(Unless otherwise noted, the Kathryn Tucker Windham blog is written by her daughter, Dilcy Windham Hilley.)
I believe January 14, 1963, was the coldest day in Alabama history.
The recent inauguration of Alabama Governor Kay Ivey made me think back on that day. Maybe it wasn’t a record cold day, but it was bitingly bitter.
Mother thought it would be a good idea to take my sister, Kitti, and me to Montgomery to see George Wallace sworn in as Alabama’s governor. It was not at all that Mother supported Wallace and his hateful segregationist agenda. Several high school bands were invited to march in the parade, including the Selma band from Parrish High School. Brother Ben played trombone, so we would go cheer on the band while seeing a little democracy in action.
Streets leading up to the Capitol were packed with viewers. We were not close enough to hear Wallace’s speech proclaiming “…segregation now, segregation tomorrow, segregation forever.” It’s fortunate because, had Mother been near, I think she would have belted him with the hefty Alabama State Bible.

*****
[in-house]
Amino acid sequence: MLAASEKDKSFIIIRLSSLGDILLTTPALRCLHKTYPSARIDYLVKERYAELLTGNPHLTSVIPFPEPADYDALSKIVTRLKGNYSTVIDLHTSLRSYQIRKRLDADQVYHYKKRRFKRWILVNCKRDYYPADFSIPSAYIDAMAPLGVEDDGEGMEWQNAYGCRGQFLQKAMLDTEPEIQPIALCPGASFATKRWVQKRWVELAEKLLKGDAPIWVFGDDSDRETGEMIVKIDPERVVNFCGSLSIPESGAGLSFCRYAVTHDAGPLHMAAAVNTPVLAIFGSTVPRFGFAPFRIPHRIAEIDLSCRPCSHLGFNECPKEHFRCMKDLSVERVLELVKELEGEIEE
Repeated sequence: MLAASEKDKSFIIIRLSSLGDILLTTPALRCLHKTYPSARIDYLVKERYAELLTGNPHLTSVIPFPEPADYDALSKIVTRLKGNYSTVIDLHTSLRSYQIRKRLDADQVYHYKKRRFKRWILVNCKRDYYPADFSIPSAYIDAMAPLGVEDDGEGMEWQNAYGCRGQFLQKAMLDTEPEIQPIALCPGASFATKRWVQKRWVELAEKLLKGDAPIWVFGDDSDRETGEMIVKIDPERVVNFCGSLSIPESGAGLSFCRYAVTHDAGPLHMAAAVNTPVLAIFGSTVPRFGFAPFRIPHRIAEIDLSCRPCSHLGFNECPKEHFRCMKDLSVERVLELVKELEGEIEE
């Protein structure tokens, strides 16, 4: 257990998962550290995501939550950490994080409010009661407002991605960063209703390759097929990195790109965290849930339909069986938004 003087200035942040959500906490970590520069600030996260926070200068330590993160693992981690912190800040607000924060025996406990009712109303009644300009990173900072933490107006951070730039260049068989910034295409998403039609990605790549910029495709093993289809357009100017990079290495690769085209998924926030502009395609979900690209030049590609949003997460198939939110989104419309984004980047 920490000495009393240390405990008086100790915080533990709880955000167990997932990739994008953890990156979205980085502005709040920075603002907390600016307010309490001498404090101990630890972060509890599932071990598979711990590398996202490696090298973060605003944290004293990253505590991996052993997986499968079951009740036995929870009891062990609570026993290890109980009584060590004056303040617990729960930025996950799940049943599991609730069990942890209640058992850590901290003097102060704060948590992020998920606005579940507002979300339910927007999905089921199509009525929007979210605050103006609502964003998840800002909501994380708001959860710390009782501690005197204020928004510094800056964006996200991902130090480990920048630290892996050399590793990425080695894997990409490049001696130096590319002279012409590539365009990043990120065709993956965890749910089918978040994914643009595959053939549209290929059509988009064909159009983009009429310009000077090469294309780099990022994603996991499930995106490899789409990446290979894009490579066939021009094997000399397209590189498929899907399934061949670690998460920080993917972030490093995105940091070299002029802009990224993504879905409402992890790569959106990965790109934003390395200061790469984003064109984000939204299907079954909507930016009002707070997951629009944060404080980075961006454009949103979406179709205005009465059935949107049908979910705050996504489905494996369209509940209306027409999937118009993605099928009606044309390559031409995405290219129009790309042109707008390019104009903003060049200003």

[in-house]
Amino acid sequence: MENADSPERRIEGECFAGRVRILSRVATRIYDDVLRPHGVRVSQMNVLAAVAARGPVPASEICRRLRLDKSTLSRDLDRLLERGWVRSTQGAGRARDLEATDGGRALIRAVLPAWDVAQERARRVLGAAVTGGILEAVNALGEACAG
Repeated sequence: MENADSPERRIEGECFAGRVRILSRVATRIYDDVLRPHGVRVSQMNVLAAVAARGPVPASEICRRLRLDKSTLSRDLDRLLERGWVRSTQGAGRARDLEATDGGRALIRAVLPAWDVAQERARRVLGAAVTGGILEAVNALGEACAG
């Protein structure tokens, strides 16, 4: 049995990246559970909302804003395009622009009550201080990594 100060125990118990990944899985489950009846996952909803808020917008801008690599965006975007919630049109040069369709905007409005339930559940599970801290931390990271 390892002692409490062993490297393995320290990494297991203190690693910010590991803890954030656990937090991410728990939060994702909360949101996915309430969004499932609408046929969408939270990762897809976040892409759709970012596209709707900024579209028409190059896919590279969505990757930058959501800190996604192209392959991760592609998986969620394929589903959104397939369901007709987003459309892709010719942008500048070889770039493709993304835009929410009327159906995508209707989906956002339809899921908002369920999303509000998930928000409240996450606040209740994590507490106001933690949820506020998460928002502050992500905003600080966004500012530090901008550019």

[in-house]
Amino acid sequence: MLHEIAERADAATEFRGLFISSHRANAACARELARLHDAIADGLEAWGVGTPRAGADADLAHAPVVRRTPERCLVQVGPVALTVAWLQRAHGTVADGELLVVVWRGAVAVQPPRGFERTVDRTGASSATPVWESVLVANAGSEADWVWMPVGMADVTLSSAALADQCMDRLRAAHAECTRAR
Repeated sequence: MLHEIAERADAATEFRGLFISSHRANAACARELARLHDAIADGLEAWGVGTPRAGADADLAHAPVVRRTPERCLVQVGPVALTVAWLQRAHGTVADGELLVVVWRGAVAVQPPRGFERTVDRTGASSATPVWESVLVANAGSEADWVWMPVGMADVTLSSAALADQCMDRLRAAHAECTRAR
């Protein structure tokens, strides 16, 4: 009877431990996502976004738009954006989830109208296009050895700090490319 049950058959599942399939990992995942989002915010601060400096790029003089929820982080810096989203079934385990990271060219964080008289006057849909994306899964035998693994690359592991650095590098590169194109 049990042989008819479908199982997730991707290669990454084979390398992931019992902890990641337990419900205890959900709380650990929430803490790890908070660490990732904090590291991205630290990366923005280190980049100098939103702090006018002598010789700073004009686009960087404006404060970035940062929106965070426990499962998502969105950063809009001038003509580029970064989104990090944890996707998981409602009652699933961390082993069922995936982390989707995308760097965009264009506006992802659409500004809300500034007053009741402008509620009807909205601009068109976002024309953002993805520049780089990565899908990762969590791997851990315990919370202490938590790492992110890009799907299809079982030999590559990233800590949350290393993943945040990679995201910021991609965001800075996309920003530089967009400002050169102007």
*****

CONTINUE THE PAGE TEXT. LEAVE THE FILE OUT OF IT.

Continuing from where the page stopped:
We were all wrapped up like Ralphie’s little brother in “A Christmas Story.” The wind sliced across our faces, our mouths exposed only to chat with the other parade-goers. The one next to Mother was a tiny, shriveled woman from Jasper who struck up a conversation.
When the high school bands came marching by, not a single wind instrument was performing. “I wonder why the horns aren’t playing,” my mother said to our new friend.
The little bean of a woman looked at Mother and said, “Lady, it’s too cold to pucker to toot.”
That became a much-quoted phrase in my family whenever the weather turned bitterly cold.
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"Some people are important to intellectuals, journalists, or politicians, but Kathryn Tucker Windham is probably the only person I know in Alabama who is important to everybody."
–Wayne Flynt, Professor Emeritus in the Department of History at Auburn University.
Dilcy Windham Hilley
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